BP collects more than 1,000 barrels of oil a day from insertion tool, expects to ramp up collection

By Phaedra Friend Troy

In an interview Monday morning with Matt Lauer on NBC’s Today Show, BP COO Doug Suttles expounded on the successes of the riser insertion tube tool that has been installed on the broken riser of the Macondo well in the Gulf of Mexico.

Inserted over the weekend, the 4-inch tool has successfully been diverting some of the oil and natural gas leaking from the well to the drillship Deepwater Enterprise 5,000 feet above.

“We’re really pleased that we’ve had some success here to capture some of the flow,” Suttles told Lauer. “I just checked just before joining you this morning what the estimated rate is, and we’re measuring over 1,000 barrels a day that we’re now capturing on the surface in the drillship Enterprise.”

While the oil well is leaking an estimated 5,000 barrels of oil a day into the Gulf of Mexico, the insertion tool effort has been able to curb 20 percent of the leak, and BP plans to slowly increase the amount of oil diverted by the riser insertion tool.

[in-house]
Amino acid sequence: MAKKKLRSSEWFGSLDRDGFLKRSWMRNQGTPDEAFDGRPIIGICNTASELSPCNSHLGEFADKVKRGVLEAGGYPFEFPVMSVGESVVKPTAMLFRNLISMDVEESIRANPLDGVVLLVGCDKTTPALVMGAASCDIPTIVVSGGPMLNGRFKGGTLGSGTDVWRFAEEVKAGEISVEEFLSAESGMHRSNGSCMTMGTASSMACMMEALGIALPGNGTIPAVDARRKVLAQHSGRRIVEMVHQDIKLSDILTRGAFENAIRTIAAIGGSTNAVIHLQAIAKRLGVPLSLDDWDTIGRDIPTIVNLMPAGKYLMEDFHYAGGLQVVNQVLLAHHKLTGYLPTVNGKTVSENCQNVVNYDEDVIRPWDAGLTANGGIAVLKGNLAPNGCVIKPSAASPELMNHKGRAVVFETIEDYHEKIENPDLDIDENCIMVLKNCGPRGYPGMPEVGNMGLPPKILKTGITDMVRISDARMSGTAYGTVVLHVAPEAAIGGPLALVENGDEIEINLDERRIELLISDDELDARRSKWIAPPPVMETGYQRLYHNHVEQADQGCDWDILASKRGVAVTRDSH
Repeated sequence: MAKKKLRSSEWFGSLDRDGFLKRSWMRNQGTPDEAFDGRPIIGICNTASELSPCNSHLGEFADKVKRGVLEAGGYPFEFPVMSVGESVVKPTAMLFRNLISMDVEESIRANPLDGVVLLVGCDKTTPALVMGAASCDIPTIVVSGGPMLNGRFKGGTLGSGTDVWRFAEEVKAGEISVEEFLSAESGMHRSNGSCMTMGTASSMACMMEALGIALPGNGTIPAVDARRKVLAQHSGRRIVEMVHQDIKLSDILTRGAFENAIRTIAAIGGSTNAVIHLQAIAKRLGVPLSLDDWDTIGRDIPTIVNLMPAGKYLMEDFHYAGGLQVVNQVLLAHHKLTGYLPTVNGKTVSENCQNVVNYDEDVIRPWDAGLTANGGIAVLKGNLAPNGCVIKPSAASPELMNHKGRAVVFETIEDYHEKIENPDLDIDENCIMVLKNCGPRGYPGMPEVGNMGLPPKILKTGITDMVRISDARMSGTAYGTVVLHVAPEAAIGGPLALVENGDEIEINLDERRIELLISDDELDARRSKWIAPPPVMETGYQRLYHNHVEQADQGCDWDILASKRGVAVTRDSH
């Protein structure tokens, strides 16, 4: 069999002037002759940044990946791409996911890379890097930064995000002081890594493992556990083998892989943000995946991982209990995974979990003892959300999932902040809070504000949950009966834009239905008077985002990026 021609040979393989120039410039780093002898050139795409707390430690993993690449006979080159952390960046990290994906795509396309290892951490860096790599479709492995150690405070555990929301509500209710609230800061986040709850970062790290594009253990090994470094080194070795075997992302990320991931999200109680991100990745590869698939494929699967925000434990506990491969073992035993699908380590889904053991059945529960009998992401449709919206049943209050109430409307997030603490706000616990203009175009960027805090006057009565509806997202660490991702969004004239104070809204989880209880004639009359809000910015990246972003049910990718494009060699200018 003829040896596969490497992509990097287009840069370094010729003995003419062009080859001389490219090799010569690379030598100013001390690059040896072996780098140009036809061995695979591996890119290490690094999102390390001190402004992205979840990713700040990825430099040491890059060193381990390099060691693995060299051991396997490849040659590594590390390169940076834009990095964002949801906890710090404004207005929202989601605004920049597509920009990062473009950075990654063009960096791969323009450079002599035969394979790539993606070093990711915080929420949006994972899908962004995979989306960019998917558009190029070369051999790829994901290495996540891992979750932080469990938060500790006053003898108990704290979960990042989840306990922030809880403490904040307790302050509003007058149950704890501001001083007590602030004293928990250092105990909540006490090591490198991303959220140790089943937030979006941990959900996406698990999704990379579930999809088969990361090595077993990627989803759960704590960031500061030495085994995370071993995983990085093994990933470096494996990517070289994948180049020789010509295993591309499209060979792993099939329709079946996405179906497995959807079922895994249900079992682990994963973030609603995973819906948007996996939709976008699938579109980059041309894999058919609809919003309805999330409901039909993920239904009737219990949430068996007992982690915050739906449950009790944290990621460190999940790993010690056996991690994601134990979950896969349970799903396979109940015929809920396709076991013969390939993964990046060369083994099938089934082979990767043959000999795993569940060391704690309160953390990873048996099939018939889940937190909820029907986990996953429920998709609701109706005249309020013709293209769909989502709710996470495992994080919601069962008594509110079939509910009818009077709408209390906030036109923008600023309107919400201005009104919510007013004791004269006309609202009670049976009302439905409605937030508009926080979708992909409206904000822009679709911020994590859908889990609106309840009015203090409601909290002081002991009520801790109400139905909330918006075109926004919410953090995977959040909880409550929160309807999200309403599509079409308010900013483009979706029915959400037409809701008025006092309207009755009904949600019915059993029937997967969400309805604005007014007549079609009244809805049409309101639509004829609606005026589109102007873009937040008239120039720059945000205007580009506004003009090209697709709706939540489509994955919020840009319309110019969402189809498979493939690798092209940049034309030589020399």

“We’ll be ramping this thing up over the course of the next 24 hours,” Suttles continued. “We should be able to get more than 1,000 barrels of oil a day -- we won’t get all of it, but we should get more than we’re getting now.”

Although the insertion tool only measures 4 inches in diameter, Suttles assured that the tool is capable of mitigating much of the oil flowing from the damaged drill pipe.

“We can get quite a bit of flow up that pipe,” Suttles said. “We can actually get 5,000 barrels a day up that pipe if we could capture all of it and keep the water out.”

Nontheless, the BP executive stressed that this is not the solution to the oil spill, but a mitigation tool. The company continues to work toward activating the blowout preventer (BOP) on the well through a variety of subsea solutions that will allow a “top kill” stop of the oil flow.

“This is just containing the flow,” Suttles added. “Later this week, hopefully before the end of the week, we’ll make our next attempt to actually fully stop the flow. Of course, that’s what everyone wants to do.”

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